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would have been an irreparable injury to the State. The art of healing also has achieved some of its most glorious triumphs in the compressions, extensions, trepannings, colligations, -and other surgical or diaetetic operations by which Irregularity has been partly or wholly cured. Advocating therefore a Via Media, I would lay down no fixed or absolute line of demarcation; but at the period when the frame is just beginning to set, and when the Medical Board has reported that recovery is improbable, I would suggest that the Irregular offspring be painlessly and mercifully consumed.
§ 8.—Of the Ancient Practice of Painting.
If my Readers have followed me with any attention up to this point, they will not be surprised to hear that life is somewhat dull in Flatland. I do not, of course, mean that there are not battles, conspiracies, tumults, factions, and all those other phenomena which are supposed to make History interesting; nor would I deny that the strange mixture of the problems of life and the problems of Mathematics, continually inducing conjecture and giving the opportunity of immediate verification, imparts to our existence a zest which you in Spaceland can hardly comprehend. I speak now from the æsthetic and artistic point of view when I say that life with us is dull; æsthetically and artistically, very dull indeed.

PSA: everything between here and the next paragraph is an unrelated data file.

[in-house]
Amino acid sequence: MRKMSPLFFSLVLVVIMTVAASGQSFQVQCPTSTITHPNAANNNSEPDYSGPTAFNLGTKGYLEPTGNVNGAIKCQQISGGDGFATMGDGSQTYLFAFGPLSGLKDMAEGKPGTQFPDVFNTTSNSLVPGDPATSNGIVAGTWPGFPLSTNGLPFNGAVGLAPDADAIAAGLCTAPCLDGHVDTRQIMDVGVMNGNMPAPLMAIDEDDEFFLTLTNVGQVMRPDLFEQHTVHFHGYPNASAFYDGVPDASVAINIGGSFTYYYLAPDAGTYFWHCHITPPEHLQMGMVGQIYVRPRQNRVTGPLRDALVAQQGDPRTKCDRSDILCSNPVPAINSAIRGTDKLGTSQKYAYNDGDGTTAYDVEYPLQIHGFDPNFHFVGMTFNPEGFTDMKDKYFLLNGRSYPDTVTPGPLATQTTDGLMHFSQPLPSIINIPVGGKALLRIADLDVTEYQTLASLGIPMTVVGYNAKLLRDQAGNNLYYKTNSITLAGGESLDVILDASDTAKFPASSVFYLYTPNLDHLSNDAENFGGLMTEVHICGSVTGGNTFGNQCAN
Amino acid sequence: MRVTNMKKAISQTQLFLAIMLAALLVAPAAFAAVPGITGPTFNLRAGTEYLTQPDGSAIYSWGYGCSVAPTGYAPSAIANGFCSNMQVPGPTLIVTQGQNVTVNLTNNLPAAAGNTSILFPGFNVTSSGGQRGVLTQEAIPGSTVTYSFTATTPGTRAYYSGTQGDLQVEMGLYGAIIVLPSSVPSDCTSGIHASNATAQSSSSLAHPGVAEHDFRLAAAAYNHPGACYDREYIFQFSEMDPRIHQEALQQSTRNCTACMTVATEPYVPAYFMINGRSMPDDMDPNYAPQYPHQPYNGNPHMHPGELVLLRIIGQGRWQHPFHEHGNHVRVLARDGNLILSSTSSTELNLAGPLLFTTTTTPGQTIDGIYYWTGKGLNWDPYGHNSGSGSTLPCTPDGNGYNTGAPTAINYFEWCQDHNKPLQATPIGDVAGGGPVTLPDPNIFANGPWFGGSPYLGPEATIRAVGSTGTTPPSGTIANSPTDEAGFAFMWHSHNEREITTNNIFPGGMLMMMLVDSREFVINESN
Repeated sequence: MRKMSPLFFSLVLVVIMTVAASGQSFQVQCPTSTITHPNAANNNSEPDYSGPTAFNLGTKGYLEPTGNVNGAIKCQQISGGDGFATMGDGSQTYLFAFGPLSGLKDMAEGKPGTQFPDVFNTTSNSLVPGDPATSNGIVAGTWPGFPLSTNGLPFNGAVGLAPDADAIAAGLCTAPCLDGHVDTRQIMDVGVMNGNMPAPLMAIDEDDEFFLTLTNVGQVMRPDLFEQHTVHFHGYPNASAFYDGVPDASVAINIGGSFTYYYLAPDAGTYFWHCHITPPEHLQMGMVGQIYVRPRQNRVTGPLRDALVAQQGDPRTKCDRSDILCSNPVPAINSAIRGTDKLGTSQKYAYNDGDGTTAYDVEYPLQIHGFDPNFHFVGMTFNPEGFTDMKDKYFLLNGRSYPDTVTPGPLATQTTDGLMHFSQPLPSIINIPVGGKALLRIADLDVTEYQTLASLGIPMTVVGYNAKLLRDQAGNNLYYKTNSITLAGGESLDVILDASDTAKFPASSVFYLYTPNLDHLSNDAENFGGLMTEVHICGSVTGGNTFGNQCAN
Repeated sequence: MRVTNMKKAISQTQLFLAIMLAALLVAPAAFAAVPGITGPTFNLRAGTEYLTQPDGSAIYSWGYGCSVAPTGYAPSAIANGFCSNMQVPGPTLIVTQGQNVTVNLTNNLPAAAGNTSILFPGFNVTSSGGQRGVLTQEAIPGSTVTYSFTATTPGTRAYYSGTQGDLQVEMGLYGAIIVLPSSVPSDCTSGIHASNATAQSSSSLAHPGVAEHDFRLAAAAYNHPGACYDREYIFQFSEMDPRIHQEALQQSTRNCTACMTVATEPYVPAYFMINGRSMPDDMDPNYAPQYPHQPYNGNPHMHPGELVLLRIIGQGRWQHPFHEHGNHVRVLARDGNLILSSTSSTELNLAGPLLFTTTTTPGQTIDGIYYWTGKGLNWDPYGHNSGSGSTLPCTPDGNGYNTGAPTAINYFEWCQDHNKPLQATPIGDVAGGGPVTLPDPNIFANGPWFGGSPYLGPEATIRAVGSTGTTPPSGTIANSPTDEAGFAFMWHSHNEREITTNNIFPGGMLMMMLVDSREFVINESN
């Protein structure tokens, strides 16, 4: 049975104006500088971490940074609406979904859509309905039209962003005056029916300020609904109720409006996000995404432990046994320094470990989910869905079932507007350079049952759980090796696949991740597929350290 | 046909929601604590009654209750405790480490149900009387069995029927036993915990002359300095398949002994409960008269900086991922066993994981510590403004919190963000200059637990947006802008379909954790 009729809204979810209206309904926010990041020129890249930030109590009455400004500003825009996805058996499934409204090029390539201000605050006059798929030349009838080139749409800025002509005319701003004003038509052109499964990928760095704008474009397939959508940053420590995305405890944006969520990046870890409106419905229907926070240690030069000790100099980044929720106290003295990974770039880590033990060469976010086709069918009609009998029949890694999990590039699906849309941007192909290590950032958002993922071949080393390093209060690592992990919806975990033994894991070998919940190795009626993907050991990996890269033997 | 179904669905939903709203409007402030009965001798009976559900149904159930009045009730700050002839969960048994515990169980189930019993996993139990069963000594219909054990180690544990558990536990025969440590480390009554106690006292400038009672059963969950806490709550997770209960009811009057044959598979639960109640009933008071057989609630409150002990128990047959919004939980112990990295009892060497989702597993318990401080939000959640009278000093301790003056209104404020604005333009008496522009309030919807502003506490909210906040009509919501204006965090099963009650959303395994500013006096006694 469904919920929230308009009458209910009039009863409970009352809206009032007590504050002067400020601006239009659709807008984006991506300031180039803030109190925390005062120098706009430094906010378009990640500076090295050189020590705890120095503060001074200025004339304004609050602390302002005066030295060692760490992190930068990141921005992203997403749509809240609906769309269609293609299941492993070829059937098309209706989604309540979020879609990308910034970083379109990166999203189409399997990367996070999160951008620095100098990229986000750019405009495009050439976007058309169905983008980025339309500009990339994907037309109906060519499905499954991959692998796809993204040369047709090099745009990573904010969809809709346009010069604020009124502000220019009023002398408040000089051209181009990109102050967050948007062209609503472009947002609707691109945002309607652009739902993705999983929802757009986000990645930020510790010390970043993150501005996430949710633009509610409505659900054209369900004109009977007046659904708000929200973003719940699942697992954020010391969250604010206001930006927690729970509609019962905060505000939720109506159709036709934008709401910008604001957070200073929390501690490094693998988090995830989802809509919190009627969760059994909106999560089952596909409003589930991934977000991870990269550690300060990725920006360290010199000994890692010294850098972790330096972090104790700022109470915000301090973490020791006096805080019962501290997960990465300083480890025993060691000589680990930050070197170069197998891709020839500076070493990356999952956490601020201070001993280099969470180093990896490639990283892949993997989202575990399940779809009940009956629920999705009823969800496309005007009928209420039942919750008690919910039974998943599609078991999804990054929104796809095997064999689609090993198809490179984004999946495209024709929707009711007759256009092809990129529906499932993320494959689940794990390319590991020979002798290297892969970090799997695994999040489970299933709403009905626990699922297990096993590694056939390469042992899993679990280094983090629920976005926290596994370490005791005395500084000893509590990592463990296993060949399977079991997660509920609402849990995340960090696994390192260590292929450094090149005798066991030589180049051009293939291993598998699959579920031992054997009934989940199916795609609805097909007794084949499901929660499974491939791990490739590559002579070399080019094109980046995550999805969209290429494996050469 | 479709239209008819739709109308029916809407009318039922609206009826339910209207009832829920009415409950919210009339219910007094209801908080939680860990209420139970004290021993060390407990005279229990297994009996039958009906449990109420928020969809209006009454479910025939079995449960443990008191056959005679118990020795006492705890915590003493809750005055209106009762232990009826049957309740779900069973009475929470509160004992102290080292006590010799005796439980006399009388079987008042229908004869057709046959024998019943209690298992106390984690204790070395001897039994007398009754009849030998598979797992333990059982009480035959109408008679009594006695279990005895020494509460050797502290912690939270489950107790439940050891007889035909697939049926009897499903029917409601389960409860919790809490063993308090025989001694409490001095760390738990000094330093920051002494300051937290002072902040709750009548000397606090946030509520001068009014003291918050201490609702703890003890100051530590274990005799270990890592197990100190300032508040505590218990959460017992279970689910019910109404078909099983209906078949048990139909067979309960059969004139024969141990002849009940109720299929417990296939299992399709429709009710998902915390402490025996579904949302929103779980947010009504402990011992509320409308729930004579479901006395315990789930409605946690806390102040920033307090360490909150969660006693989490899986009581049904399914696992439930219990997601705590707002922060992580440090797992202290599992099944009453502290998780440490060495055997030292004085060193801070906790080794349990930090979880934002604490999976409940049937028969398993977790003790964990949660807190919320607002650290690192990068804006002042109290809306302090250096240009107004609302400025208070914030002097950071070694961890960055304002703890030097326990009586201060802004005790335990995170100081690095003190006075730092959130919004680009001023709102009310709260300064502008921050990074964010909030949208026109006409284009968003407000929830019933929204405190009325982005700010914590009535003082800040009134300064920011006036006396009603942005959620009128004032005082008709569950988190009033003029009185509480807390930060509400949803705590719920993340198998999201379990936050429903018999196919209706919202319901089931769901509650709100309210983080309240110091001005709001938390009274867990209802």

How can it be otherwise, when all one's prospect, all one's landscapes, historical pieces, portraits, flowers, still life, are nothing but a single line, with no varieties except degrees of brightness and obscurity?
It was not always thus. Colour, if Tradition speaks the truth, once for the space of half a dozen centuries or more, threw a transient charm upon the lives of our ancestors in the remotest ages. Some private individual—a Pentagon whose name is variously reported—having casually discovered the constituents of the simpler colours and a rudimentary method of painting, is said to have begun by decorating first his house, then his slaves,